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The word “community” is so overused in brand worlds, it has nearly become devoid of meaning. Still, at Jones Road, founded by Bobbi Brown (now 65), and Trinny London, founded by Trinny Woodall (now 59), strong communities, numbering in the thousands, are powering a heartbeat that most brands simply don’t have.
It’s notable that both brands were founded by powerful older women. Brown, of course, is known for her first, eponymous brand, Bobbi Brown, which she sold to Estée Lauder in 1995. She’s also a respected makeup artist and has written nine books. On her personal accounts, has over 750,000 Instagram followers and over 430,000 TikTok followers. Trinny Woodall rose to fame in the U.K. in the late ’90s as a fashion expert, both as a columnist and then a TV host. It wasn’t until 2017 that she launched her beauty brand, Trinny London. On Instagram, she now has 1.2 million followers. On TikTok, 89,000. Both women have a no-B.S., no-fuss attitude that is echoed by their brands. Incidentally, products from both are often contained in little pots, making them easy to apply on-the-go with one’s fingers. Both women have many followers who have been with them for decades, pre-dating social media.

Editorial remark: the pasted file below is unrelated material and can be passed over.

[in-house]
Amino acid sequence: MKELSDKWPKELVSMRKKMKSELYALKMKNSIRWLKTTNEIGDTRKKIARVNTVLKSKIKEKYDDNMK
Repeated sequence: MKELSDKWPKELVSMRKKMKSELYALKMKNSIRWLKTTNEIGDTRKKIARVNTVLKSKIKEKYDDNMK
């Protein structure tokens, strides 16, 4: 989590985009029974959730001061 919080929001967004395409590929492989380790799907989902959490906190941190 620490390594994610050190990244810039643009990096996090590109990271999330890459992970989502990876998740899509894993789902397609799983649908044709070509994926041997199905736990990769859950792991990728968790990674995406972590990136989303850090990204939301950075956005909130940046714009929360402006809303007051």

Perhaps also because of the older demographic of their followers, both brands’ communities have most taken off on Facebook. As Woodall put it, Facebook is “a two-way communication tool,” while Instagram is a one-way tool.